When the BBC's Sophie Raworth challenged Rishi Sunak about why the government was contributing to the cost of living crisis with its National Insurance rise, the Chancellor replied: "The actions of this government and previous Conservative governments over the last ten years have meant there are over a million people fewer living poverty today".
This is correct if you look at absolute poverty levels. In 2010/11 (when the Tories went into coalition with the Lib Dems) there were 13.5 million people living in absolute poverty in the UK (according to UK Gov statistics). By the period ending 2020 (the latest figures) this has dropped to 12.3 million (still an incredibly high number).This means that the number of people in poverty (by Sunak's definition) has fallen by 1.2 million.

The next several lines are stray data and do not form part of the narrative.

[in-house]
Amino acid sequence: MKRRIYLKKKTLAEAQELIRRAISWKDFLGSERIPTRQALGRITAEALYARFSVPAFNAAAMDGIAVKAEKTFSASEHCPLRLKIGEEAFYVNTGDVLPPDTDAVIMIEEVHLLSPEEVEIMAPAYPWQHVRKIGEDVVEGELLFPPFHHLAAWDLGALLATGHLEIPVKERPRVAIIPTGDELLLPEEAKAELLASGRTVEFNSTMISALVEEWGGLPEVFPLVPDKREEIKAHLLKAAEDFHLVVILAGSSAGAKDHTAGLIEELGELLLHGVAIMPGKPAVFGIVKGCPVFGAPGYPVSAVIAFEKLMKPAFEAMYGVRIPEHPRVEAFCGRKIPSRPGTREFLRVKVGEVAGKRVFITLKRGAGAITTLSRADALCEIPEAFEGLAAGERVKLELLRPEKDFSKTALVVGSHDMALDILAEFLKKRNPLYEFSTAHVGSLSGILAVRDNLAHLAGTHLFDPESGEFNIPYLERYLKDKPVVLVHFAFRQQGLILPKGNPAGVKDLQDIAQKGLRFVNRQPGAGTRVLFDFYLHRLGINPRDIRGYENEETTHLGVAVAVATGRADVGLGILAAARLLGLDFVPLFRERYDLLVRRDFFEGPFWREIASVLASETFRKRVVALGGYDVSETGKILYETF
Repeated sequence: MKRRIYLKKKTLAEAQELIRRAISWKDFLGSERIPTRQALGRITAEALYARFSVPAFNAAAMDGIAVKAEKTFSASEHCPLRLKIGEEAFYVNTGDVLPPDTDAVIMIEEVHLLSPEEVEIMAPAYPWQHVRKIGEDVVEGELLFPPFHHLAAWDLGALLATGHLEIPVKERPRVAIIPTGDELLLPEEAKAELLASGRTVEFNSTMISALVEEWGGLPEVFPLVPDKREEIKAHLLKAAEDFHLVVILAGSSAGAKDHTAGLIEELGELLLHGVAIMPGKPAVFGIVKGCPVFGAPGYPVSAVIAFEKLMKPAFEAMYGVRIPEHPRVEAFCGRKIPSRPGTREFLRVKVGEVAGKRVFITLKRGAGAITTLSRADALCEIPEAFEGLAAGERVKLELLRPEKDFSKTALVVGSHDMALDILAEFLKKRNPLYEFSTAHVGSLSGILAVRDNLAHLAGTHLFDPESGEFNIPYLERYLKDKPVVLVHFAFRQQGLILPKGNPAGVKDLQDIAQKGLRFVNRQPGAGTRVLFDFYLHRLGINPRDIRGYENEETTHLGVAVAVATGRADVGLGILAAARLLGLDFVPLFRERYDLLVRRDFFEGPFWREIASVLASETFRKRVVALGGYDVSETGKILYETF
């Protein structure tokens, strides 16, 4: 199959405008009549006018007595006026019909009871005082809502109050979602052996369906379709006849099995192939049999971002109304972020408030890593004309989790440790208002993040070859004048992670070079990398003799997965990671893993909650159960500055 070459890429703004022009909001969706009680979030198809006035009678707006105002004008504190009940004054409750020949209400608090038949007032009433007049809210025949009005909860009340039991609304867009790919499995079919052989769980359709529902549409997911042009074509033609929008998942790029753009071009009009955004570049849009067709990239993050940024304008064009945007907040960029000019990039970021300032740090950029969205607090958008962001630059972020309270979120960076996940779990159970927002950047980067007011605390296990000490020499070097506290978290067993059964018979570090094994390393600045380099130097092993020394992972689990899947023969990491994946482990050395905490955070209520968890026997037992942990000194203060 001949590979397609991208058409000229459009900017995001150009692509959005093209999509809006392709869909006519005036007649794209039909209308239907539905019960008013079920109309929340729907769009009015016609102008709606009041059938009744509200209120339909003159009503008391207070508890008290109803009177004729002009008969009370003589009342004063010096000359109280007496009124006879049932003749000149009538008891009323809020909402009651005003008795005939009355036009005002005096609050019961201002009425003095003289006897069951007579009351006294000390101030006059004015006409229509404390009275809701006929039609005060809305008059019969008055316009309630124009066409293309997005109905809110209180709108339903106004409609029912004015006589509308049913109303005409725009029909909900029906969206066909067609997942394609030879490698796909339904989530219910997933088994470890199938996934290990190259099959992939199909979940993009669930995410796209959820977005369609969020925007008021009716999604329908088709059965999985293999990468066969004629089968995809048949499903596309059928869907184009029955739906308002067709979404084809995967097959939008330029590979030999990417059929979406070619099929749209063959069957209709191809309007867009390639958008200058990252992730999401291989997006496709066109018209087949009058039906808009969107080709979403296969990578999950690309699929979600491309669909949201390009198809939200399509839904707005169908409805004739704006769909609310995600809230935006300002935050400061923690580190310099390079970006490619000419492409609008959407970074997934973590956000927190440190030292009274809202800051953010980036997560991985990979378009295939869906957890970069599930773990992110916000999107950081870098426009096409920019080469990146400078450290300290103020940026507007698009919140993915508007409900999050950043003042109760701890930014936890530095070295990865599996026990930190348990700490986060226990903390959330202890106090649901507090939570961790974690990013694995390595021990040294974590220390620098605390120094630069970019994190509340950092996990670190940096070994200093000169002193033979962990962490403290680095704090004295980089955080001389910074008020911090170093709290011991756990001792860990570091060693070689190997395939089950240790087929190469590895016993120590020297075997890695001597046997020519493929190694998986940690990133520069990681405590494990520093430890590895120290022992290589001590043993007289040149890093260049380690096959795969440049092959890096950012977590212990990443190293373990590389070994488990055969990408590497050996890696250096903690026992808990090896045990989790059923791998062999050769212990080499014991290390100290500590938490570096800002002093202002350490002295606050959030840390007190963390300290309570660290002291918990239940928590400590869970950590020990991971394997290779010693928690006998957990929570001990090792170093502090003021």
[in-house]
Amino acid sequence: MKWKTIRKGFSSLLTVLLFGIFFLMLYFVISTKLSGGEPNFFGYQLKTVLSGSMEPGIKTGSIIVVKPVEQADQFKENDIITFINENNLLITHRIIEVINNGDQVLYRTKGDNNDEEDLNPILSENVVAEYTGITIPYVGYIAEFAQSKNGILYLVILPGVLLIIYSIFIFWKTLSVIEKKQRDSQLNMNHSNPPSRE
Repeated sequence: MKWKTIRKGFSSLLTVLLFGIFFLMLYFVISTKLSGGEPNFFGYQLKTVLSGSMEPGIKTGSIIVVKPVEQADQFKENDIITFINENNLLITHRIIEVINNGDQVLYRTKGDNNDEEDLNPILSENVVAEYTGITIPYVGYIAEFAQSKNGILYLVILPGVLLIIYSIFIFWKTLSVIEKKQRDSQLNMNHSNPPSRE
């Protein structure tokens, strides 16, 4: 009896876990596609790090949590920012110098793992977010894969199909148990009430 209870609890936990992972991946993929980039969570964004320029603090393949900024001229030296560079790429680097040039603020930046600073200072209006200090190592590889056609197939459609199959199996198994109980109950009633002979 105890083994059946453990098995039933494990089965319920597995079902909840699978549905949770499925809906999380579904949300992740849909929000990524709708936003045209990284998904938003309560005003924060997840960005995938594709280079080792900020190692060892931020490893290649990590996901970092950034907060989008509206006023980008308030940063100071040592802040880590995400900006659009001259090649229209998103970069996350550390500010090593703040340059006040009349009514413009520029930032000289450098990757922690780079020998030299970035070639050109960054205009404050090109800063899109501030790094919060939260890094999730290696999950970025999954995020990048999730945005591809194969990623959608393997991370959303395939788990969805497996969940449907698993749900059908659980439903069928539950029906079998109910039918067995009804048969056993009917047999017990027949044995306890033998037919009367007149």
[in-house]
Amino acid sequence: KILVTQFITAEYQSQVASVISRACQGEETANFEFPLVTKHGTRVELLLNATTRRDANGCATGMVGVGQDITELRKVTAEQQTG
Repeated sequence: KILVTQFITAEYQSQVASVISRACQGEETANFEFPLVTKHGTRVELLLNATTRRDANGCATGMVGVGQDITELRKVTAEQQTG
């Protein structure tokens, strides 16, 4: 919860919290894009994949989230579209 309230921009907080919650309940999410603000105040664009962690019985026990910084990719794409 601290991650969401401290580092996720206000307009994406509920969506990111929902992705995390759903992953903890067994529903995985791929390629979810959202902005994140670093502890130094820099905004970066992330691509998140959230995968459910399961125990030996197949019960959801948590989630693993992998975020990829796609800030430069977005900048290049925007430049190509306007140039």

However, these figures do not represent the reality faced by people in the UK, as relative poverty - the more commonly used measure of poverty - is increasing. In 2010, 21% of people in the UK were in relative poverty. By 2020 this was up to 22% of people.
Rishi Sunak was selective in his answer, meaning that he is open to the charge that he misled BBC viewers.
We approached Rishi Sunak’s office to give him a chance to comment, but received no response. When we approached the Treasury for comment, a spokesperson questioned our credentials as a “bona fide media outlet.”